Working with a multi $bn company, my primary role was to coach Regional VPs. These leaders were responsible for $40-$150m worth of business each. The company had a strong culture and clearly defined business objectives. What was amazing to me was that in the 20+ regions, the really strong results came from the leaders who functioned as if they were the CEO of their business. They knew their objectives and built out a strong, local business based around a clear purpose, great people, and a well-defined and agreed on strategy and tactics.
They also executed well on the next two markers.
4. Taming the Chaos: Effective Communication and Accountability
I wish I had a dollar for every time I head the answer “better communication” to the answer, what is your key business issue right now?
Let’s face it we bundle up a bunch of different people, often put them under a leader who doesn’t really know what they want, provide them with little opportunity to collaborate, and then wonder why communication is our problem.
Great leaders know communication is key, executing on a few fundamentals to work through this. The first of course is getting your purpose, people, strategy right. Secondly, they achieve this through a collaborative effort, providing ultimate guidance (they are still leaders).
The great leaders also execute on clear rhythms of leadership those things they need to do daily, weekly, monthly, and quarterly. They know their zones of control and expect their leaders to know theirs too. They are not afraid to hold their teams accountable and expect the same back to them from their team.
Communication is planned, thought through, and reflects the reality that much of the communication that takes place is by word of mouth.
5. Simple Repeatable Processes
In The Leadership Challenge, Kouzes and Posner give five traits of a leader, the third is “Challenge the Process”.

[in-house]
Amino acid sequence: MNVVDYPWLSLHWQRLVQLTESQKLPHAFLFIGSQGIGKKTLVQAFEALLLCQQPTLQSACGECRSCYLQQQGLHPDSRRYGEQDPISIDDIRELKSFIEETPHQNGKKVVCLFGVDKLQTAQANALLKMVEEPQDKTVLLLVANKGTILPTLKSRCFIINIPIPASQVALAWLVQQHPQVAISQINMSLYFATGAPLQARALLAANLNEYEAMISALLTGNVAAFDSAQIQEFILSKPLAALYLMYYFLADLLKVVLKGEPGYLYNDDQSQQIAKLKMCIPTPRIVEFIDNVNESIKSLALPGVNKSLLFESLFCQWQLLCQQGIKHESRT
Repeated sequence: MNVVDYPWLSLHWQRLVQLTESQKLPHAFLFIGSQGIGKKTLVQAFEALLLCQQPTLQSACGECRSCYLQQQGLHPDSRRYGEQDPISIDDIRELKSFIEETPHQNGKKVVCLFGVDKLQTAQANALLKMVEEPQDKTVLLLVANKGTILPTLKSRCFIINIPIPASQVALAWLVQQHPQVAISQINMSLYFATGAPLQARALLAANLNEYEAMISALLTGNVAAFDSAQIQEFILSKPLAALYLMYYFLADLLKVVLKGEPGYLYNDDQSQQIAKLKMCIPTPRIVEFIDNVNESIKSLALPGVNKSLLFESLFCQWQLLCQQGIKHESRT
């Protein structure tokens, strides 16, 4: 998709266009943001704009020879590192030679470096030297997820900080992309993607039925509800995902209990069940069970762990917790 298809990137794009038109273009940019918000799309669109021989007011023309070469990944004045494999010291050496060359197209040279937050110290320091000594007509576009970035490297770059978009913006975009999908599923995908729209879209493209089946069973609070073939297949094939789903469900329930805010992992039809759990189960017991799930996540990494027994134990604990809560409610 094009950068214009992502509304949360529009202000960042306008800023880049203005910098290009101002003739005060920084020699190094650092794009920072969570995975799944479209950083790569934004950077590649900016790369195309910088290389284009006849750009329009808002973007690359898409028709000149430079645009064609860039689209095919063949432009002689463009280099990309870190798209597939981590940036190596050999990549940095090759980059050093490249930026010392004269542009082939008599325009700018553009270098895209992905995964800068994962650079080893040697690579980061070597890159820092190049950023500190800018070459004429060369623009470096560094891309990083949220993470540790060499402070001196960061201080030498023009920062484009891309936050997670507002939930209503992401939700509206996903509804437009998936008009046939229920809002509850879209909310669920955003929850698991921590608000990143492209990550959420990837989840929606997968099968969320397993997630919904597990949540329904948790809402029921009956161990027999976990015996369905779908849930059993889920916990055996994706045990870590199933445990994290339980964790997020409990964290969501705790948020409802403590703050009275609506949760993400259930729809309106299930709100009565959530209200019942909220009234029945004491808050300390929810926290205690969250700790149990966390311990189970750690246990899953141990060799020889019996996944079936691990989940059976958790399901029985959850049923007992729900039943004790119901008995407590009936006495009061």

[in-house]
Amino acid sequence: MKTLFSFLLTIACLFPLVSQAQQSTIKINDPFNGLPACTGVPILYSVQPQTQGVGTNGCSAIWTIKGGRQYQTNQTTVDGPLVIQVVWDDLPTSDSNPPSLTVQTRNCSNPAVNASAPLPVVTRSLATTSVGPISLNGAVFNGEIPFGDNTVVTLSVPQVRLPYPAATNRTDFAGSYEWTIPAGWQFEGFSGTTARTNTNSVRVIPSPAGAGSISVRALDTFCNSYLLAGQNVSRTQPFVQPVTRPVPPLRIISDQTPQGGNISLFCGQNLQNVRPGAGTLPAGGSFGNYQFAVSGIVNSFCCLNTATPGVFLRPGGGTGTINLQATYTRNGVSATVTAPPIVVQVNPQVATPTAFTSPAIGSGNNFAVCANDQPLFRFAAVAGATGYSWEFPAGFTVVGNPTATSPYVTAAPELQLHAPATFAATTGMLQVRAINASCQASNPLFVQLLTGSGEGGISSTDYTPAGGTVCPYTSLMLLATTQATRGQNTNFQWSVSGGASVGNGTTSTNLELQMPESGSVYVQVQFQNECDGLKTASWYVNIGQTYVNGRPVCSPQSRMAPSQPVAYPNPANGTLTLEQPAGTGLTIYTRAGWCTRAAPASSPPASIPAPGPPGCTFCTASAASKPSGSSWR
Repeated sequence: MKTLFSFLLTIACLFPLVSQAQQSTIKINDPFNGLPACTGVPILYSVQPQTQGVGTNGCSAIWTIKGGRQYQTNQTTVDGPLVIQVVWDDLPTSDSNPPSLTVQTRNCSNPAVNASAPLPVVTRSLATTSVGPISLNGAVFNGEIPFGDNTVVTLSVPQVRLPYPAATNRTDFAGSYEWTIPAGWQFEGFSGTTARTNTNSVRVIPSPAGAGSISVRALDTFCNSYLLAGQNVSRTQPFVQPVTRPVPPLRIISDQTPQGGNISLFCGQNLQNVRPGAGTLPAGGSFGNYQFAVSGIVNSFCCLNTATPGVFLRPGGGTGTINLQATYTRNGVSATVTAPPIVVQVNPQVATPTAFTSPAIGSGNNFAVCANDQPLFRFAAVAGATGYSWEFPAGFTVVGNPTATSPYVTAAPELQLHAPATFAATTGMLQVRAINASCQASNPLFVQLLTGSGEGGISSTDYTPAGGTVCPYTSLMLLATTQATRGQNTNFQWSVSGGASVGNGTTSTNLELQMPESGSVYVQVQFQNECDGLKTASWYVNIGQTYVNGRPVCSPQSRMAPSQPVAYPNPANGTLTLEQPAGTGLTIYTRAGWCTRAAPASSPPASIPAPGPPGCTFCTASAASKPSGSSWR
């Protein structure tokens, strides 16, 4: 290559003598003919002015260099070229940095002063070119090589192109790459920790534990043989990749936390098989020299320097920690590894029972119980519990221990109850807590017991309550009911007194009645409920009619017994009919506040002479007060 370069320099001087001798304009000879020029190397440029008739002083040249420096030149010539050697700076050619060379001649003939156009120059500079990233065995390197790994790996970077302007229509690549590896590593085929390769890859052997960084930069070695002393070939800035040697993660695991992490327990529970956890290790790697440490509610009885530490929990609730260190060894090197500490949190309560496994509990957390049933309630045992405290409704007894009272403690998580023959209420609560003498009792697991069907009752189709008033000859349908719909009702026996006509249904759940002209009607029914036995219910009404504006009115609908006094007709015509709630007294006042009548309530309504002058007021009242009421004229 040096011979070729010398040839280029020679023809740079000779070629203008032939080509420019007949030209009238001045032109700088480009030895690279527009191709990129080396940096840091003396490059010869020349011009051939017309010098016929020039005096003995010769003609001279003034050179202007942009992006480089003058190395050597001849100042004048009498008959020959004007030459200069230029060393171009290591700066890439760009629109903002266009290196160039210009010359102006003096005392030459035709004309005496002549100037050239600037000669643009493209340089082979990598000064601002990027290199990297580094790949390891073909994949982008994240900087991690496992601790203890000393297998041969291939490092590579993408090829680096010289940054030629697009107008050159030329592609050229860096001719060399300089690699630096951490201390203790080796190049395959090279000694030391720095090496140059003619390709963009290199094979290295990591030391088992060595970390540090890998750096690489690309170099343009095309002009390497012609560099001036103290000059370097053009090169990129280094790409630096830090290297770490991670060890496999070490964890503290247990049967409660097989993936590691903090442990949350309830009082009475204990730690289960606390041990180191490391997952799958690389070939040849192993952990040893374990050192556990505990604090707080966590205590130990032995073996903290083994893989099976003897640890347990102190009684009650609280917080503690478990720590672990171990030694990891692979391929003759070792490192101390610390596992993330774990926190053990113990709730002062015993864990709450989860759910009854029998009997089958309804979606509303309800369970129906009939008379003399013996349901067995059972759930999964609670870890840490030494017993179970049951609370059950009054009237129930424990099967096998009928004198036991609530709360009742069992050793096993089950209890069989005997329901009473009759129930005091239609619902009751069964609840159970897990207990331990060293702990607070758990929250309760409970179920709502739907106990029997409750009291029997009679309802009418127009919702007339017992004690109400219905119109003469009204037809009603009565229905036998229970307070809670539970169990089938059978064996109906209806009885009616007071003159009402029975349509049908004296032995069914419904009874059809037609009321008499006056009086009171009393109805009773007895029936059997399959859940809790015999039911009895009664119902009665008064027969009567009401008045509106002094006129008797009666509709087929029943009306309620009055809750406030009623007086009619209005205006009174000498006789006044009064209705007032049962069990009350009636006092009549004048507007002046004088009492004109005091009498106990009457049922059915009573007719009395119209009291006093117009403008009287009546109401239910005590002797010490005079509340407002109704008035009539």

The great leadership I have seen is one that is not afraid to question everything and challenge their team to work towards constant improvement. They place an emphasis on feedback loops and build trust in a way that encourages their teams to speak up and drive innovation.
No idea is a bad one, and everything is weighed and tested well.
What’s Next For You?
So what kind of leader are you? Do you simply defer to the powers above you and let them dictate what kind of leader you are going to be? Or do you take action on the business in your charge?
I have worked with many leaders, some get great clarity from their spline and many do not. Regardless the great leaders know they can still make a difference, and as they discover frameworks like this one to do so they also find they start to get the attention of those up the line from them and are able to influence the broader business as well.
So what kind of leader are you? What are the challenges you facing today? Especially coming out of these interesting times, what’s it all mean for you?
If you're interested in learning more or chatting with me, click the button below to send us an email saying "YES - Jonathan Brake."
Five Capitals Coach and Global Business Specialist